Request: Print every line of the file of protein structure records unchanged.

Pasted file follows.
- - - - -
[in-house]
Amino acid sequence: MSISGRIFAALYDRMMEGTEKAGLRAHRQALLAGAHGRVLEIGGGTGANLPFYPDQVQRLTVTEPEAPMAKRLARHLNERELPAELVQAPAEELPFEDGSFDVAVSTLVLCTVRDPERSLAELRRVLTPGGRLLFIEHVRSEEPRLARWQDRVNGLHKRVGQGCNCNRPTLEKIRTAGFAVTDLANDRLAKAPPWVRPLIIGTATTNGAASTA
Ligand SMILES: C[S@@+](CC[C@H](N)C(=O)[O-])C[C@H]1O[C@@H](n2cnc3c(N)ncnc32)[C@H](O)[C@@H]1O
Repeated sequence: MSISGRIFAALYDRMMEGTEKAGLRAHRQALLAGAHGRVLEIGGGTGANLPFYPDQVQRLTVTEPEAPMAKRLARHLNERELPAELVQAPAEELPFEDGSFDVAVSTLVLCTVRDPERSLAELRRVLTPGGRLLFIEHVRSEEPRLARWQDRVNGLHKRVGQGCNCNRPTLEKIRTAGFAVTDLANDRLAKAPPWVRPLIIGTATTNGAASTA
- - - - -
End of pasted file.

[in-house]
Amino acid sequence: MSISGRIFAALYDRMMEGTEKAGLRAHRQALLAGAHGRVLEIGGGTGANLPFYPDQVQRLTVTEPEAPMAKRLARHLNERELPAELVQAPAEELPFEDGSFDVAVSTLVLCTVRDPERSLAELRRVLTPGGRLLFIEHVRSEEPRLARWQDRVNGLHKRVGQGCNCNRPTLEKIRTAGFAVTDLANDRLAKAPPWVRPLIIGTATTNGAASTA
Ligand SMILES: C[S@@+](CC[C@H](N)C(=O)[O-])C[C@H]1O[C@@H](n2cnc3c(N)ncnc32)[C@H](O)[C@@H]1O
Repeated sequence: MSISGRIFAALYDRMMEGTEKAGLRAHRQALLAGAHGRVLEIGGGTGANLPFYPDQVQRLTVTEPEAPMAKRLARHLNERELPAELVQAPAEELPFEDGSFDVAVSTLVLCTVRDPERSLAELRRVLTPGGRLLFIEHVRSEEPRLARWQDRVNGLHKRVGQGCNCNRPTLEKIRTAGFAVTDLANDRLAKAPPWVRPLIIGTATTNGAASTA